Hearing “Over, Under, Sideways, Down” in Observe and Report last weekend got me back into this 60s classic, often considered to be this band’s best work. A unique spin on the blues Roger the Engineer takes basic progressions and adds hints of psychedelia perfected by the excellent experimental guitar work of Jeff Beck.
The Yardbirds have had some great guitar players in their ranks with Eric Clapton and Jimi Page but it’s my opinion that it’s Jeff Beck’s tenure that made the group what they were. Sure you can’t count out the presence and swagger of lead singer Keith Relf or the rest of the band but it was with Beck’s virtuoso guitar playing that the group enjoyed the most commercial success.
“Over, Under Sideways, Down” was the obvious hit off the album and why not? It’s got a great riff, shouting, and overall high energy. Every song here is a frenzy of quick rhythms and tight grooves and truly creative musicianship. Jeff Beck’s dabbling into distortion is always engrossing and his skill here is through the roof. Just check out a song like “Jeff’s Boogie” and you can see how he earned the reputation as one of the great blues/rock guitarists of the 60s and 70s.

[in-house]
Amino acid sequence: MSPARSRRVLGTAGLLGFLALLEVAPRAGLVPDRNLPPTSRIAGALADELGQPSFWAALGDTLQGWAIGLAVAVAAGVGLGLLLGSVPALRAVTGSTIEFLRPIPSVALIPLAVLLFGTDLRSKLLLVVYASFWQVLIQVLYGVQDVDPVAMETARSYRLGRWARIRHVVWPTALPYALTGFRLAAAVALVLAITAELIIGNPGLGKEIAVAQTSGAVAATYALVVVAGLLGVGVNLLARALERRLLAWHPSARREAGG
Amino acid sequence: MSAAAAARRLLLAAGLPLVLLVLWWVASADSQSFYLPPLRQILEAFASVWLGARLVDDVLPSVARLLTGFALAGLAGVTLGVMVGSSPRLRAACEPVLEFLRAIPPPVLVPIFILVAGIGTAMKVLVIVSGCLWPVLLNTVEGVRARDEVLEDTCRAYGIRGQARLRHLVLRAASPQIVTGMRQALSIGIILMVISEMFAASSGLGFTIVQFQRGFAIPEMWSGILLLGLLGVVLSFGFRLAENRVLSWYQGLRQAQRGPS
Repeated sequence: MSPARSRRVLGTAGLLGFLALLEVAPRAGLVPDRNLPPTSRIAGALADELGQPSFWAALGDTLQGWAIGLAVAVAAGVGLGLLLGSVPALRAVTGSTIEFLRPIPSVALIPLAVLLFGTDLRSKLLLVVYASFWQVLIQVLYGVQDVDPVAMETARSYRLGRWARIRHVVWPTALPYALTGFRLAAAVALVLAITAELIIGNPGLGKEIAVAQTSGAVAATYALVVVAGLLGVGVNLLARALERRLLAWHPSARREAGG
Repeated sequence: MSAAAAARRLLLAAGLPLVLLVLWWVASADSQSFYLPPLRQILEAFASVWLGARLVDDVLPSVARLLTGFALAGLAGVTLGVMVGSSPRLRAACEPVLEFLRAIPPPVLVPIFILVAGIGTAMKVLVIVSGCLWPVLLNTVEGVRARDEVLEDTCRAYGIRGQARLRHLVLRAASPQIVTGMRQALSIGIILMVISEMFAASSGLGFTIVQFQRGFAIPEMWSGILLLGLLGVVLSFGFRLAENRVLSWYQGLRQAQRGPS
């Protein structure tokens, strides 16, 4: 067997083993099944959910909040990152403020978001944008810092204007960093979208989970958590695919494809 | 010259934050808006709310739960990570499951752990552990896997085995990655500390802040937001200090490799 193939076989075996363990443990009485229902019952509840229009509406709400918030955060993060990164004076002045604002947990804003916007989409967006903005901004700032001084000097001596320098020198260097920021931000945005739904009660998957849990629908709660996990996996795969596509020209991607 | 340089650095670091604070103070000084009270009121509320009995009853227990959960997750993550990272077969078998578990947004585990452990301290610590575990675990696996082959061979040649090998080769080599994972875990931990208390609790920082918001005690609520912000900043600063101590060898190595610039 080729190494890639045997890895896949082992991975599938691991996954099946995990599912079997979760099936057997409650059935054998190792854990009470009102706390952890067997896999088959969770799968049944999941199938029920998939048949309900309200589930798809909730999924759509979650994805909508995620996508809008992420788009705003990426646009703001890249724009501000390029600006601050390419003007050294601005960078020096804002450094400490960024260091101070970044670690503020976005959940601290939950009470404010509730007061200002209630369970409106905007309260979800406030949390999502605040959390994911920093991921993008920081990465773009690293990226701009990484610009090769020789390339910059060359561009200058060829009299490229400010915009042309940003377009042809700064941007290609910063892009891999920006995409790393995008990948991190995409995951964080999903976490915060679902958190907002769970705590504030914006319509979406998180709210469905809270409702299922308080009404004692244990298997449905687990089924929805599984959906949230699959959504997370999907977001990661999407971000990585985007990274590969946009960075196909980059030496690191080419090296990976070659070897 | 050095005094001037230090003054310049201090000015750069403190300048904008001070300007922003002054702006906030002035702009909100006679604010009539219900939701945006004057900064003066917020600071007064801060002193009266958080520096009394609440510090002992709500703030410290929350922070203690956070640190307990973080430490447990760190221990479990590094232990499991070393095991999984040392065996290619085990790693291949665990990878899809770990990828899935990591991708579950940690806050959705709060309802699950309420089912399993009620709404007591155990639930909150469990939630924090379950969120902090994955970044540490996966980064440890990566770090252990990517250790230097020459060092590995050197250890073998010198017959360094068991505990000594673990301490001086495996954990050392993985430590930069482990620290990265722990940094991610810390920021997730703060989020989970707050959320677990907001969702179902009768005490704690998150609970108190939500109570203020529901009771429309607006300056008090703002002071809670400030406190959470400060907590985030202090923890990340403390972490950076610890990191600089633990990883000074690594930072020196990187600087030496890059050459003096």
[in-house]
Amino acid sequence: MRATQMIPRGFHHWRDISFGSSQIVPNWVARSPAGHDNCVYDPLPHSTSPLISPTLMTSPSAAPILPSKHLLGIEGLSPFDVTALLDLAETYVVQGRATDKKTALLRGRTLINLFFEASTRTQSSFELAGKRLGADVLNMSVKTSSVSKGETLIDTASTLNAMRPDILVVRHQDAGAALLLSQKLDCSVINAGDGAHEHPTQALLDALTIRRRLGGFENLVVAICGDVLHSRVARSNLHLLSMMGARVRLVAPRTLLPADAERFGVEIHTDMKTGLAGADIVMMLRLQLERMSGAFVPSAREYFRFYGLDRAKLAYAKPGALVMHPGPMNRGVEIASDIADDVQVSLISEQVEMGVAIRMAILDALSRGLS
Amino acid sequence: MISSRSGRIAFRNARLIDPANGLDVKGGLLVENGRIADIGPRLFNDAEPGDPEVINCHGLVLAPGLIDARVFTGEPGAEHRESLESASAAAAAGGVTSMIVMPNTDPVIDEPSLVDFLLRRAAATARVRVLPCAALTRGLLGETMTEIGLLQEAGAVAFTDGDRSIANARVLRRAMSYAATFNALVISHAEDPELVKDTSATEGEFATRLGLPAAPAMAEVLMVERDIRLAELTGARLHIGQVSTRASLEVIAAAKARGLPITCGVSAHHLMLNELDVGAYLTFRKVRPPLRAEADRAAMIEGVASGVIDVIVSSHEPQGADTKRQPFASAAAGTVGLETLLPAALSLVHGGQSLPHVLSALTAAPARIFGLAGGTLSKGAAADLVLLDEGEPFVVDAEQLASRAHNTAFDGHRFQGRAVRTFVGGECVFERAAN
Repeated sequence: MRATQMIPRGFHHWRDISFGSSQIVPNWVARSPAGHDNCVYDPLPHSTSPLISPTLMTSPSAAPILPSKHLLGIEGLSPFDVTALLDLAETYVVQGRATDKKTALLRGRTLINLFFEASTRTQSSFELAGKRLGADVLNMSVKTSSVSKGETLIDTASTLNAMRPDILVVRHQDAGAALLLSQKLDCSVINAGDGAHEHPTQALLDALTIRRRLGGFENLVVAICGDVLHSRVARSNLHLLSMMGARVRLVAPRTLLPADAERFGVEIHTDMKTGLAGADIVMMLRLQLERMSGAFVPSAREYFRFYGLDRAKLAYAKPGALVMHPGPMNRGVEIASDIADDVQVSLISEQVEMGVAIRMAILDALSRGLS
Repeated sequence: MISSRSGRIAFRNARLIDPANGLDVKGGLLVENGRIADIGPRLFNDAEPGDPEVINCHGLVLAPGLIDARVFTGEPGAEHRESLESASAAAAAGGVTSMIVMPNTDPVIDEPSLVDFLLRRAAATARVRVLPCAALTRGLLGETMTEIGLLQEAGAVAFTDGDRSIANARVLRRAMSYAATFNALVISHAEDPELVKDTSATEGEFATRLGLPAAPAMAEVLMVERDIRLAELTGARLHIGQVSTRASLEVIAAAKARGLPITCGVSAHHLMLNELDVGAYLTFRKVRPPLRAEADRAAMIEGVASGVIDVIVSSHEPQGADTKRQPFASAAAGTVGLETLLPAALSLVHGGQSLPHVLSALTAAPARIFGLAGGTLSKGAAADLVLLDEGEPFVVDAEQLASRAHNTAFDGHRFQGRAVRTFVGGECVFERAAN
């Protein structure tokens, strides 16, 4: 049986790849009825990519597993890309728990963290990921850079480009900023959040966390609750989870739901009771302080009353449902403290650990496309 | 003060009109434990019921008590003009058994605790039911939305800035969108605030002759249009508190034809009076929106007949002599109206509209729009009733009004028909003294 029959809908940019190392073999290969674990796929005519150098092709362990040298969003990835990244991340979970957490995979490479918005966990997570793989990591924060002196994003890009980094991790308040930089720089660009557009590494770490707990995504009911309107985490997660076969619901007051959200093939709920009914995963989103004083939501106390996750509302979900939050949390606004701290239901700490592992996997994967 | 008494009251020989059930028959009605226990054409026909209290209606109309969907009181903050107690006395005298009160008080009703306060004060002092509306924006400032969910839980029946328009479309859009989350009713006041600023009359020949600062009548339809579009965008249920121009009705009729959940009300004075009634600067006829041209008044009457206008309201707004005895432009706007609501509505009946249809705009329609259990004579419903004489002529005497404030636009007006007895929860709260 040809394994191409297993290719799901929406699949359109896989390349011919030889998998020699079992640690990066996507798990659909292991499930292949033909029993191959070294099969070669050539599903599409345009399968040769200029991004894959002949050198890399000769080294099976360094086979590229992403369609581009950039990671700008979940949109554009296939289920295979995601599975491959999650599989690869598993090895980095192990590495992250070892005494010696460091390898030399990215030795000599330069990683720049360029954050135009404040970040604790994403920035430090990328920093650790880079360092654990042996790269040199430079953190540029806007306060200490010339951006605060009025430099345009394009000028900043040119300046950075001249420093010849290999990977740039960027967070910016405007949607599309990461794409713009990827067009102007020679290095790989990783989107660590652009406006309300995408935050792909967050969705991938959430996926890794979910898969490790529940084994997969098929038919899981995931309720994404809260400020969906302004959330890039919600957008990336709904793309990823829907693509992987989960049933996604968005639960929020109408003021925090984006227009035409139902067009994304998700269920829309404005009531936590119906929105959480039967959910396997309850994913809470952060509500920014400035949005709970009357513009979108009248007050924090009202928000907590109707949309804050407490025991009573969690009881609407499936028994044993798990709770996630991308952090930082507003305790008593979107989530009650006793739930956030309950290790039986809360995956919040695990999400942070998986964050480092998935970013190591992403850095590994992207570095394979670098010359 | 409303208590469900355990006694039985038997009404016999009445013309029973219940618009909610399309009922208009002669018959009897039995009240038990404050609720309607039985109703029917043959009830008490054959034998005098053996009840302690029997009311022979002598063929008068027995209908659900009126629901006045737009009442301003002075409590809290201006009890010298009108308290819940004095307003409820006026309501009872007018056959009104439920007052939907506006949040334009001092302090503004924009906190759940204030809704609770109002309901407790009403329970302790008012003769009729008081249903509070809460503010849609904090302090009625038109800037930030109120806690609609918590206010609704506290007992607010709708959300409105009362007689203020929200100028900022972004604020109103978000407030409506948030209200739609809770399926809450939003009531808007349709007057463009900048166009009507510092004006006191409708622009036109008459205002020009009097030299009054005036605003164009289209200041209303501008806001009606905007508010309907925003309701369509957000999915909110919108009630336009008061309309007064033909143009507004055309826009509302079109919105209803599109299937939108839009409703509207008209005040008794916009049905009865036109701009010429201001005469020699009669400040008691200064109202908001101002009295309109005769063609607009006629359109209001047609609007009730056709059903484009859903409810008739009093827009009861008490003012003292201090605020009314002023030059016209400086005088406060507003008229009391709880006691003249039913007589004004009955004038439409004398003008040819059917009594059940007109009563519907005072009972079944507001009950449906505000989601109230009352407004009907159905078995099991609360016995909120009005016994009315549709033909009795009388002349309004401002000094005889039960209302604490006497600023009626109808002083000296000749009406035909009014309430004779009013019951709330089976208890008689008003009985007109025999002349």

Paul Samwell-Smith takes on an ambitious venture producing alongside his usual bass duties. While everyone else nicely fills their roles as well. Roger the Engineer is a definite standout for this band being that it’s their only album with all original material. Unfortunately this would be the last album to feature bassist Paul Samwell-Smith and although the addition of guitarist Jimi Page would give the band an amazing guitar duo in Page and Beck, this would prove to be short lived and with the firing of Beck in late 1966 the group’s “Golden Era” was arguably over.
So if your a fan of the blues but find yourself wanting a different approach to the genre than this is your album. It incorporates a vast amount of influences from all over the world and it’s overall sound is the bee’s knees.
Favorite Tracks: “Jeff’s Boogie”, “Over, Under Sideways, Down”, “Turn Into Earth”